week I found a great article on work/life balance that actually aligns very
well with my philosophy in this area (The
10 secrets of one Unflappable mother).
Most people will tell you that to have balance, you must set clear
limits between your work and your personal life, yet I believe in quite the
opposite. If you love your work, it
becomes part of your life and it all blends in together. Let me give you a few examples.
has been one of those weeks where everything piled up and every day there was a
different deliverable. I had gotten great news about a new project approval
that I wanted to work on, the Phillies started the playoffs with a no-hitter
(hey! Baseball is a critical part of my work-life balance), and I’ve been
trying to train for a half-marathon coming up in about 7 weeks (not to mention
the regular stuff: 3 kids, a house, time reporting, etc).
to say, my days start very early by trying to fit in a run with my running
buddy, co-worker, and role model with whom I can discuss the latest homework
battle at home or the biomarker strategy for my compound (blending in work and
life). During the day, I’m usually quite
busy at work with meetings followed by the busy “daycare
this point I’m exhausted, but, alas, I have been staying up late working on the
stuff that I can’t get done in the office.
Many would assume this is a lack of balance, but I actually like it a
lot. There is something very comforting
about sitting in my kitchen (as I’m doing right now), enjoying some peace and
quiet, and really focusing on a particular presentation I have to put
together. The trade-off is that I’m
offered a significant amount of flexibility during the day.
I took full advantage of that flexibility when in the middle of the afternoon
my husband called to tell me that my youngest child had broken a bone and they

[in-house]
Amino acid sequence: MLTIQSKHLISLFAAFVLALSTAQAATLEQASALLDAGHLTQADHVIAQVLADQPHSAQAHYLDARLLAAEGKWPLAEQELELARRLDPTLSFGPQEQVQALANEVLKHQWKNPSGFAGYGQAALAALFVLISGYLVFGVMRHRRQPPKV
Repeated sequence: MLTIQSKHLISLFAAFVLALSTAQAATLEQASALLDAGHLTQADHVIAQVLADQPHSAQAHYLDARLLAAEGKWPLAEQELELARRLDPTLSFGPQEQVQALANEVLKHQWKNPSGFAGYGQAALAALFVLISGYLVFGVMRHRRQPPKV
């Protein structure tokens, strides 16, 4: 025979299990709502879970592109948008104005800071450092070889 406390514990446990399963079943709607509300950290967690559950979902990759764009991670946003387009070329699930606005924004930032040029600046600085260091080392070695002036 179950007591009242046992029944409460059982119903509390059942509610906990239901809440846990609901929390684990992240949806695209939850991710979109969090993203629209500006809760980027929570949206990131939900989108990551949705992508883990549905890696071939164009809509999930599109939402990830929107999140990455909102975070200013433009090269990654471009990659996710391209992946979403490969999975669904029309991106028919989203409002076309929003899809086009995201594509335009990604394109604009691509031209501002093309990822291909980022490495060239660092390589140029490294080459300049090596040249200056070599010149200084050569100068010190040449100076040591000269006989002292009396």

were headed to the emergency room.
Needless to say I left early, but for once I didn’t have any feelings of
guilt nor will I have any guilt when I leave early tomorrow, a Friday, to go to
the baseball game (as I said before, critical part of my work/life
balance). I also take advantage of such
arrangements to take field trips with my kids’ schools, attend parent-teacher
meetings or simply enjoy a long lunch with colleagues.
there is so much more to work/life balance than simply the flexibility to
arrange your schedule. In my mind,
balance is about finding efficiencies and synergies. Running, in this case, is a great
example. I am a runner and for a long
time had been a lone runner until I found my running buddy. We had been colleagues for a while and knew
we had a lot in common. Then we started
bumping into each other at the gym at work.
Soon, we started to use adjacent exercise equipment to gossip about the
events in our department. After a few
months of that, we started running together.
Now, we are best friends and, as I write this blog, we are exchanging
e-mails regarding my son’s broken arm and the presentation I’m putting
running, I have also built some great work relationships that give me insight
into other departments and provide me access to senior management. Running is also a great team-building
activity and a lot cheaper than many of those (team-building) consultants, yet
it is an integral part of my personal life balance.
the other hand, my work skills have also provided valuable input into my
personal life. As a working parent, I
rely on childcare as a critical component of my balance and have developed a
strong interest in early childhood education, although I have no
experience. Yet, that has not stopped me
from joining the board of directors of the organization that runs my children’s
daycare and a number of other facilities and programs.
first, I thought I was highly unqualified to take this responsibility (what do
scientists know about non-profit early education organizations?), but with time
I’ve learned that some of the lessons from working in corporate America are
quite valuable to the non-profit world.
In this case, my professional training allowed me to make a contribution
to a cause that is near and dear to my heart.
Again, there is a blending between my professional and personal sides.
In the end, I believe that if you love what you
do, whether it is being a mom, a scientist, an advocate, a runner, or all of
the above, what you do to accomplish the different tasks associated with those
roles should not feel like work but just a part of your life. The balance will come when you allow the
different aspects of your life to blend and synergize.